Though trending upward, Former Secretary of State, Senator and First Lady Hillary Clinton is regarded unfavorably by more people than almost any other presidential candidate in history.  ALMOST, I repeat.  Even less liked and trending downward is the pretend billionaire, foil hatted conspiracy theorist, fake patriot, race baiting, incredibly uninformed and unhinged Donald Jong Trump.  His antics have set up a scenario more bizarre than Doctor Stangelove. He is a misogynist with videotapes to prove it. He makes fun of the disabled. He has a history of bad business practices and failed casinos, though he runs by peddling his success as a businessman, and refuses— unlike every modern presidential candidate before him — to make his income taxes public. Why? Will they reveal his real income?  How little taxes he pays? Will they show that his very public promises to charity have gone unfulfilled?  Trump is currently on trial for fraud and racketeering for operating a bogus university.  He promises to bring jobs home though nearly every product with the Trump brand is outsourced. He is anti-immigrant, though he employs them en masse at his various golf resorts and spas. 

He has picked as his running mate a failed governor of Indiana who believes the earth is little more than 6,000 years old and that human activity is not affecting climate despite overwhelming scientific proof to the contrary. This at a time NASA is sending back photographs of Jupiter? How could this not make an uproarious satirical comedy much more interesting than “House of Cards?”

This does not mean Donald Trump is without savvy. Even a ten-year-old can be cunning. Trump has the knack for self-promotion. Like the jokester in the back of the classroom or the bully on the playground, he has discovered the art of disruption. “Pay attention to me!”  But if you do, you realize he has nothing to say. As people tire of his tantrums, Trump has had to escalate his threats through calculated, carefully worded statements. About Hillary, he said:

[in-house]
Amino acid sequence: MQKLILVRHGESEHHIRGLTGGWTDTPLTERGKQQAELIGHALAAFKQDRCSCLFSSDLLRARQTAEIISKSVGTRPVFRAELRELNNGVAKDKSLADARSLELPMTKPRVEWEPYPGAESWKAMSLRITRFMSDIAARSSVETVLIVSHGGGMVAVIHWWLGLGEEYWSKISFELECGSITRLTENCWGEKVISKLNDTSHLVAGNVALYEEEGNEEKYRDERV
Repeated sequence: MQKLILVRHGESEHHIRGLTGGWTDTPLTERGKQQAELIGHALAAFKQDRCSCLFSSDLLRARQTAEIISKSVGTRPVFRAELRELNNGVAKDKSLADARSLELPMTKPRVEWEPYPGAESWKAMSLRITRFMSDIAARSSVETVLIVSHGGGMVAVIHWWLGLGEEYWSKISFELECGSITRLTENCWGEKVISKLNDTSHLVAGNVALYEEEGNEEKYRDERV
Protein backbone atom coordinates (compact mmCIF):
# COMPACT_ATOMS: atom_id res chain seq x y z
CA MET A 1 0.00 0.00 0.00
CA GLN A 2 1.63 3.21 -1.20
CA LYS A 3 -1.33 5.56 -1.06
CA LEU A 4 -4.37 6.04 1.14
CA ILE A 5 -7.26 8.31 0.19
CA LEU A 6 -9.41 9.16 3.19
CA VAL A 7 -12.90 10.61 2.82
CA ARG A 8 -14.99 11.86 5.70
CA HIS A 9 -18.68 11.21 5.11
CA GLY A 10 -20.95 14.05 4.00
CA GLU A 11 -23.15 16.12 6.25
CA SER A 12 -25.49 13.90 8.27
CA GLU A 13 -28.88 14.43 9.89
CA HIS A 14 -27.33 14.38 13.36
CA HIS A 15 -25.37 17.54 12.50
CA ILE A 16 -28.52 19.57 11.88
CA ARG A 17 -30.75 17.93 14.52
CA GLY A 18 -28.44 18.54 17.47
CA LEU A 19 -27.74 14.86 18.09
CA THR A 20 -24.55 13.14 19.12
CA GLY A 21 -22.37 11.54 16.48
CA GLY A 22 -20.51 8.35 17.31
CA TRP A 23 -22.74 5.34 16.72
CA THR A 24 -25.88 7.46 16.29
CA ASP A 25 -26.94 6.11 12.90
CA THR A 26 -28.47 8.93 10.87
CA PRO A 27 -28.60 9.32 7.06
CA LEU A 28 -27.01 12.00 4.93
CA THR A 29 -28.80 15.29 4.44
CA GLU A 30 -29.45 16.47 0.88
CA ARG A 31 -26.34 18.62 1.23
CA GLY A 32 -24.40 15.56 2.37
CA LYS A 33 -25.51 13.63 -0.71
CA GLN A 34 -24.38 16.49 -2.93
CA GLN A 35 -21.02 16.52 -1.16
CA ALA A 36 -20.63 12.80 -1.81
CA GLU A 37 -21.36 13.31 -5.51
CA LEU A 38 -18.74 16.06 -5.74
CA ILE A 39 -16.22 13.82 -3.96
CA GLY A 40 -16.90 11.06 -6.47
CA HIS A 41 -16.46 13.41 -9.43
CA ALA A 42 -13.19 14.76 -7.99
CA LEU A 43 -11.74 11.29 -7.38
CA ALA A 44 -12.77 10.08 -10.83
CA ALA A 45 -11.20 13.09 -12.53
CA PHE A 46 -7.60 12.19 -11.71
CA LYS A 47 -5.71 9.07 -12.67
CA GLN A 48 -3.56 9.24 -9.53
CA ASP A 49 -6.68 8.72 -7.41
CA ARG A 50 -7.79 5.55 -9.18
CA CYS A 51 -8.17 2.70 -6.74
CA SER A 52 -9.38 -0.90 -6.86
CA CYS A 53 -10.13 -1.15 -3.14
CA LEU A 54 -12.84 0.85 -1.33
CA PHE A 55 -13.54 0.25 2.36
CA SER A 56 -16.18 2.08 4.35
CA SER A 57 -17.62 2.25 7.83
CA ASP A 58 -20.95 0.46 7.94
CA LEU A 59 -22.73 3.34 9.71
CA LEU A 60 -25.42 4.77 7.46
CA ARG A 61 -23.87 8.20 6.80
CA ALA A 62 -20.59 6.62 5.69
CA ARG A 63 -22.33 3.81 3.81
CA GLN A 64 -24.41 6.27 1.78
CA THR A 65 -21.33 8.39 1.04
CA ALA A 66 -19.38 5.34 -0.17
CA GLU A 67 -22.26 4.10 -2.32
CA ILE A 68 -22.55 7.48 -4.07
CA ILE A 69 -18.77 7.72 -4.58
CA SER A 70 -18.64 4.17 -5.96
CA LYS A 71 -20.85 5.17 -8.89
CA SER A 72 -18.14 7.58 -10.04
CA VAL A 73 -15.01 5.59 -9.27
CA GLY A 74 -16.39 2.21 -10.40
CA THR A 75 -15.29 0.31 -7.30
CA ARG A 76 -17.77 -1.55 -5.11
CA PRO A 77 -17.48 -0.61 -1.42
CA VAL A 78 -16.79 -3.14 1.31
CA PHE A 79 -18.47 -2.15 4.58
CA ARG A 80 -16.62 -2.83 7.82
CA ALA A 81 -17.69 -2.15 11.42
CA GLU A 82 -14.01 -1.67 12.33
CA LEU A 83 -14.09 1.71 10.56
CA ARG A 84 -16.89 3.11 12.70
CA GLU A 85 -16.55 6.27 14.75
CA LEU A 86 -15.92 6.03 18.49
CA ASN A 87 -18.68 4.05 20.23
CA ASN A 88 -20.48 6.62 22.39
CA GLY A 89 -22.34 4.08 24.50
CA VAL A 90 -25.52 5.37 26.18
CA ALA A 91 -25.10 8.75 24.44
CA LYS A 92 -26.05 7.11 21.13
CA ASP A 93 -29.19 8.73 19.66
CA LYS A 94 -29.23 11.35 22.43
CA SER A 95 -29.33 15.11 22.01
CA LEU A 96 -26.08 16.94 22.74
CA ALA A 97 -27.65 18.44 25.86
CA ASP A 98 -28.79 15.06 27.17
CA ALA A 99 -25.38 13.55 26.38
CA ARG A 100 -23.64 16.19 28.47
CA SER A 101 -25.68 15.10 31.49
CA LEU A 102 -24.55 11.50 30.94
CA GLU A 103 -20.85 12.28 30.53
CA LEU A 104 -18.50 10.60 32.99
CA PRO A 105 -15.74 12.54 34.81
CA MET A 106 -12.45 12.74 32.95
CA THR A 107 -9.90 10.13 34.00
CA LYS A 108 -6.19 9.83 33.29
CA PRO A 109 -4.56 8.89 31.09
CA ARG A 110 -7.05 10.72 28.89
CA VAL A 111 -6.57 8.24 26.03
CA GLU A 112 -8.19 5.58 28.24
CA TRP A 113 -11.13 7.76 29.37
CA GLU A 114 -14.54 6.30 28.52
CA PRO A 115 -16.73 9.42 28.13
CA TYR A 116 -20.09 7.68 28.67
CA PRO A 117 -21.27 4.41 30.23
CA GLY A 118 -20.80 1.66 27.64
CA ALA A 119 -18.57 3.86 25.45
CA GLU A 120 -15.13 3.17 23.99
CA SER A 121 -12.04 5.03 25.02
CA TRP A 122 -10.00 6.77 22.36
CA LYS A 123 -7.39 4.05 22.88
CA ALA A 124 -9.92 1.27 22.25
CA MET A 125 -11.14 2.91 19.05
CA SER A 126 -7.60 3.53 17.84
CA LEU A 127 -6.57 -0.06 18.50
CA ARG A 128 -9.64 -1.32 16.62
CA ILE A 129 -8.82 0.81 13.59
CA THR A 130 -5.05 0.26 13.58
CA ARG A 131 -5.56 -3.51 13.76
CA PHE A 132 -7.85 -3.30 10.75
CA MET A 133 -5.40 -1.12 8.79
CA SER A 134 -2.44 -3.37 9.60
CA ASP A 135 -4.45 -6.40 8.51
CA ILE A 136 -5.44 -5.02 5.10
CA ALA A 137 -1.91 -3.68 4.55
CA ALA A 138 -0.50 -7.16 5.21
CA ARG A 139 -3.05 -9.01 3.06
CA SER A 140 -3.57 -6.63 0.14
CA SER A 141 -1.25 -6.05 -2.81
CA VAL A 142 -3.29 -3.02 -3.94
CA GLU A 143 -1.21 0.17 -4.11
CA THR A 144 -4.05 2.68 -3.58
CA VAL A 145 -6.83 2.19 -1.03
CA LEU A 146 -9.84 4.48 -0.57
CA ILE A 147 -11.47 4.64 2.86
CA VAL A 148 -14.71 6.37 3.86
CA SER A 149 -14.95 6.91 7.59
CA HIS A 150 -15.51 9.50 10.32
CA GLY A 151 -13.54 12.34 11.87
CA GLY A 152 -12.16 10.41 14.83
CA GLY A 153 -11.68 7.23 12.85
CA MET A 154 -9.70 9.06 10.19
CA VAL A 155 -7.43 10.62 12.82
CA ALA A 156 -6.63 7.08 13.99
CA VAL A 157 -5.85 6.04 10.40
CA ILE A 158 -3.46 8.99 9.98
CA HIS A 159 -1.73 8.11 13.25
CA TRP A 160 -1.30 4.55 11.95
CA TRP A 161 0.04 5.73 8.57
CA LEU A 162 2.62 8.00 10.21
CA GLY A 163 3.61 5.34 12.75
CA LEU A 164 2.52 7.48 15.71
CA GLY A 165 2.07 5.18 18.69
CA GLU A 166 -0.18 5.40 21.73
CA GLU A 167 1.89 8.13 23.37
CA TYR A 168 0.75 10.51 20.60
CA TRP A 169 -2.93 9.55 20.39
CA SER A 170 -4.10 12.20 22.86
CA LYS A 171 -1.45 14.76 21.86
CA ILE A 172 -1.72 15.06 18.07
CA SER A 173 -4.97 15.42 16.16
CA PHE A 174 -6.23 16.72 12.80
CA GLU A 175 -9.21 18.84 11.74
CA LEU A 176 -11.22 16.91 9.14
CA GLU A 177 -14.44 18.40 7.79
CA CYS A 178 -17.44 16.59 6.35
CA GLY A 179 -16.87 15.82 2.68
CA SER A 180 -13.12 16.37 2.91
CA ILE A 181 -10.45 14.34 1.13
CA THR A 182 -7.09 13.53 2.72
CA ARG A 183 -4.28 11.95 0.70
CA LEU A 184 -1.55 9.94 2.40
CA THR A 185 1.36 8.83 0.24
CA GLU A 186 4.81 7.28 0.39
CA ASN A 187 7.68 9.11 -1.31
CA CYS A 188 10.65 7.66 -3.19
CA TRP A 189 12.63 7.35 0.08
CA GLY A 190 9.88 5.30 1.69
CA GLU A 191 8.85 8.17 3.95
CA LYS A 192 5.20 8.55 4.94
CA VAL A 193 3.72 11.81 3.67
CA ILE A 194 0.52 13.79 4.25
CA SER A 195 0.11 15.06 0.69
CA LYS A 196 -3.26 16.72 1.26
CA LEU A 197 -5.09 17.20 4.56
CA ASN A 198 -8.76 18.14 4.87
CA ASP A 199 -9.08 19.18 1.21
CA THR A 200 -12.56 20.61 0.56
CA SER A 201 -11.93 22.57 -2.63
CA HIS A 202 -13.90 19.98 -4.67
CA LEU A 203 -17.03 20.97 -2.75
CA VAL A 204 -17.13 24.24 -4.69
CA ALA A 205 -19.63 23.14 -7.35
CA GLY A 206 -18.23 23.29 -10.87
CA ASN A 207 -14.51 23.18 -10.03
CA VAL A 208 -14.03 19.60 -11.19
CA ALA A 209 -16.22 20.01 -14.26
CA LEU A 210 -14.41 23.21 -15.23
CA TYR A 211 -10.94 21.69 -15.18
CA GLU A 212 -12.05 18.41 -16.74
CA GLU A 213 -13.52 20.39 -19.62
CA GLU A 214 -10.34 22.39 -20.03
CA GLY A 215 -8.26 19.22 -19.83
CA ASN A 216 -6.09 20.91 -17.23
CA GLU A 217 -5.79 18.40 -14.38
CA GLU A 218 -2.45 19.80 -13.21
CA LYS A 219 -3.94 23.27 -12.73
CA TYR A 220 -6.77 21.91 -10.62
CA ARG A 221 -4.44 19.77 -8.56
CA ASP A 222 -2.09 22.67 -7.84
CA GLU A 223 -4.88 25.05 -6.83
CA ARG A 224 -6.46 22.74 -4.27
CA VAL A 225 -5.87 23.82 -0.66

Frank J. Underwood (Kevin Spacey)
“If she gets to pick her judges, nothing you can do, folks. Although the Second Amendment people — maybe there is, I don’t know.”

The meaning is clear to anyone who has half a brain. Through ambiguity, he has deniability. He was only encouraging them to come out and vote, he said. Trump has one more protective layer. If he’s caught, as he was here, he claims the “liberal media is after him.  The bully is the victim.  He whines.  The system, through which he purportedly became rich and certainly famous, is rigged against him. 

The only constant is that it’s all about him. However, in the end, he has no substance anyway. Even his words are empty.  He rarely uses words let alone sentences that have substance. They are exclamations. Everything is incredible, fantastic, unbelievable, amazing. Especially him. True. An “amazing “number of “ditto heads” (remember them) follow him, some with their confederate flags and some with their pointy hats.

Unfortunately for Trump, the very people who were drawn to him because “he tells it like it is,” haven’t been told anything useful. They simply worship a man who worships himself.

Yet the world quakes, awaiting his spontaneous threats and insults. Leaders from major countries —many our long-term allies — cringe, not because they fear his strength as a leader (or negotiator), but because they fear his stupidity in a nuclear age. He is our Kim Jong Un, a thin-skinned egomaniac who inherited his position in life, and who now masquerades as savior.